2. I am fairly new to blogging again. I took a break for about 8 yrs. so I’m not very familiar with everything yet. Is there a way that we could private message each other on here?

      3. I don’t have FB right now. I decided to disable it once I started classes because I knew it would be a huge distraction for me. But email would work. I will try to send you an email this evening or tomorrow. Thank you so much!

      4. I’m sorry you are going through that. I think God has given you a gift which the enemy is trying to hijack. Please pray these prayers:
        Oh God show me the secret behind these attacks and show me the way out.
        Blood of Jesus Christ laminate my life.
        Lord Jesus Christ walk back into every second of my life and deliver me where I need deliverance, heal me where I need healing, transform me where I need transformation.
        Blood of Jesus Christ destroy every ladder the enemy is using to gain entrance into my life.
        Holy Spirit possess me, power of the Most High overshadow me, in the name of Jesus Christ.
        Please read and personalize Psalm 91/46/27, Jeremiah 50:34, 2Timothy 4:18.
        Please, please try these with faith in your heart. I wish I could say more but I’m not sure if that is allowed on this blog. Shalom.

    3. Neither of you are going to want to hear this, but you’re not being tormented by demons, you have the symptoms of a mental illness that can likely be treated with proper medical attention. Please, seek that help, your lives don’t have to be this way.

      1. I was reading this thread and I get what @humanprobably is saying. I wake up with night terrors and have horrible nightmares ever since having a major depressive episode early April after a traumatizing experience. Sometimes I shake and tremble when I’m between stage 1 and 2 sleep. I can link it back to my mental health because it started soon after. I felt like my life was over and that my whole world was falling apart. Now I’m tying to pick up the pieces but I’m still suffering from nightmares. If you can link your tormenting experiences/demons back to depression or anxiety, this might give you some piece of mind. Hope my input can help you in some way.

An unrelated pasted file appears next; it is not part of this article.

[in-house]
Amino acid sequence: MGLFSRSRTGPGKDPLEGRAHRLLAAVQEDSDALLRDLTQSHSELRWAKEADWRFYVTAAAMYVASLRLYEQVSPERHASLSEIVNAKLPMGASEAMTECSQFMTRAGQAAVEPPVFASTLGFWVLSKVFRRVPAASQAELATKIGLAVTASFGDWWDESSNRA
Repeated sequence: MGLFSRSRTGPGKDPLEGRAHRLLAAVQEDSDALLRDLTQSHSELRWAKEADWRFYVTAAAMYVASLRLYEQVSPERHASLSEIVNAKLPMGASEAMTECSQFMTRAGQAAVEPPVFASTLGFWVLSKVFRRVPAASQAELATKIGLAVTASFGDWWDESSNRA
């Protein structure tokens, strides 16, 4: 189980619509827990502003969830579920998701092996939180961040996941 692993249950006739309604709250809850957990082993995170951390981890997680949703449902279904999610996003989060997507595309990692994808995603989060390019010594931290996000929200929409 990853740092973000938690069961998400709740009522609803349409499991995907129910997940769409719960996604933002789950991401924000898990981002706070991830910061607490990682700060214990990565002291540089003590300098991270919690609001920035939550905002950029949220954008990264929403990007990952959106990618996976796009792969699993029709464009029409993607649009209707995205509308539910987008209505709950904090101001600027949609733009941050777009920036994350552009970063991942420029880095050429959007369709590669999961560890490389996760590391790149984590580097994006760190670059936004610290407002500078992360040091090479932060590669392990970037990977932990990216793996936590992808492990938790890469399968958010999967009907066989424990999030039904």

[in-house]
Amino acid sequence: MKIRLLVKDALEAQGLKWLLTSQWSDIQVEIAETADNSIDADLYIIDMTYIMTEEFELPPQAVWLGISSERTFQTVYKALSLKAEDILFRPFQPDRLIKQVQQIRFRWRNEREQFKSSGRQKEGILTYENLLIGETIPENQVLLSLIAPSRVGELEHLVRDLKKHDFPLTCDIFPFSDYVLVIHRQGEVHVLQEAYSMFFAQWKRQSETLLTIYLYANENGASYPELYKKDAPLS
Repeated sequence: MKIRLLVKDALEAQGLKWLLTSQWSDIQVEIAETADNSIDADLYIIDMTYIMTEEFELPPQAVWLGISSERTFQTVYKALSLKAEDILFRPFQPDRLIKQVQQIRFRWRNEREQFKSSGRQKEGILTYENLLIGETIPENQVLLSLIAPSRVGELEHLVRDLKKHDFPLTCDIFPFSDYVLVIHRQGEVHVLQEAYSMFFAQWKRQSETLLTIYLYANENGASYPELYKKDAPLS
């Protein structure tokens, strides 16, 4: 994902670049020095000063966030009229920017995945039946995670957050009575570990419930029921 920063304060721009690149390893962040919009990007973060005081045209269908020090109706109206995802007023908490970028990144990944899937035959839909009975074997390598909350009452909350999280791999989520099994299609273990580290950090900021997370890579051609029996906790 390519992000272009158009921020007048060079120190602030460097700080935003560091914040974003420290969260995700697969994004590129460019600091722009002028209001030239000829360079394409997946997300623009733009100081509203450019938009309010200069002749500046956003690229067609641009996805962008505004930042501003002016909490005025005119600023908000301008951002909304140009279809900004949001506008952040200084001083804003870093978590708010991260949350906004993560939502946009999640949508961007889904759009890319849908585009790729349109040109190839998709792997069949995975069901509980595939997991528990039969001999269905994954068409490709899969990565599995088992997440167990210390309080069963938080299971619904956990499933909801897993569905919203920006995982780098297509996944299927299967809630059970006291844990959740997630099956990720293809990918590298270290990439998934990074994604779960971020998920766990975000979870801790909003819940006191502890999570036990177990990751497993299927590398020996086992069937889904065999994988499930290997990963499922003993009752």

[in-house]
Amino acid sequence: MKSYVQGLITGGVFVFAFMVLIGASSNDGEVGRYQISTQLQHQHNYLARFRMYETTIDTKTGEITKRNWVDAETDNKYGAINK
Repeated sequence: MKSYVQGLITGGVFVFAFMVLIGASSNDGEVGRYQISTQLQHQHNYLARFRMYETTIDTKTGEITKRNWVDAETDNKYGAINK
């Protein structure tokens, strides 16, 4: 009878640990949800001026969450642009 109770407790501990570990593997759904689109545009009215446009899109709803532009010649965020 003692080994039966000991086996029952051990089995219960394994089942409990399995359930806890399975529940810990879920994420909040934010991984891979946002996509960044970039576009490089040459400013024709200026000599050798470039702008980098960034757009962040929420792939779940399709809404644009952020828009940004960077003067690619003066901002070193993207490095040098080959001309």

2. I’m a bipolar Christian (yes the two can coexist!) and though I hate the fact that I have to live with this the rest of my life, I take comfort in knowing that God will never leave me. Because one day, this body of mine, with all it’s physical and mental ailments will be made new!

  3. Having a belief in a higher being should not mean giving up yourself. In fact it should be the opposite. Faith is something that accepts doubt. Doubt is not the opposite of faith but a part of it. Without doubt we would never grow. I am sorry your experience did not allow for a different viewpoint but pushed you away from a higher being. I am glad you have found some peace.

  4. Hello and thank you for the post. My experience is very different. I m a strong woman but I found what I was looking for in Jesus my Savior. Just sharing this little thought.

    1. Me too. Jesus saved my life numerous times and He continues to. l know I would not be alive today if it was not for my Lord and Savior Jesus Christ. The beauty and joy in my life and everything and anything good comes from God. When my faith stumbles off my path even slightly it is then my life become more difficult. When I walk stronger in my faith again, the good in my life resurfaces. It is an amazingly beautiful thing and oh so very true. Much love and hugs, Sue

      1. I agree with you. There are times when is very hard to hang on Him but I found out that in those times I m not alone so I try to think about all I have to thank Him for. God is faithful.

  5. I am agnostic and was raised as a Christian. My mom took me to church every Sunday but none of my cousins and even my mom attend church anymore. I got married in a Catholic Church because my husband is catholic, and I even wear a cross necklace, which probably makes me a hypocrite but oh well. 🤷‍♀️

    That being said, I do not resonate with having a strong connection to God. I do not think of God as being an external Holy spirit to my being, and I believe that neither religion or atheism are correct or incorrect. Hence why, I choose the middle path (agnostic, which lies somewhere in between the two)

    A person can be spiritual without being religious and this is what I am. I am VERY spiritual and resonate with that. I realize that as I embark on this spiritual journey that I will probably find greater meaning in religion and better understand why people are so strongly connected to the external God. Until then, I will stick with being agnostic 🙏🏻

    1. We definitely have similar beliefs. I stopped feeling connected to God in 2012. I remember praying so hard but nothing changed no matter how hard I tried. So I no longer believe in prayer either.

      Live your agnostic life, Hilary! It is your journey so I hope that you get to grow in your spirituality. 🙂 Thank you for commenting!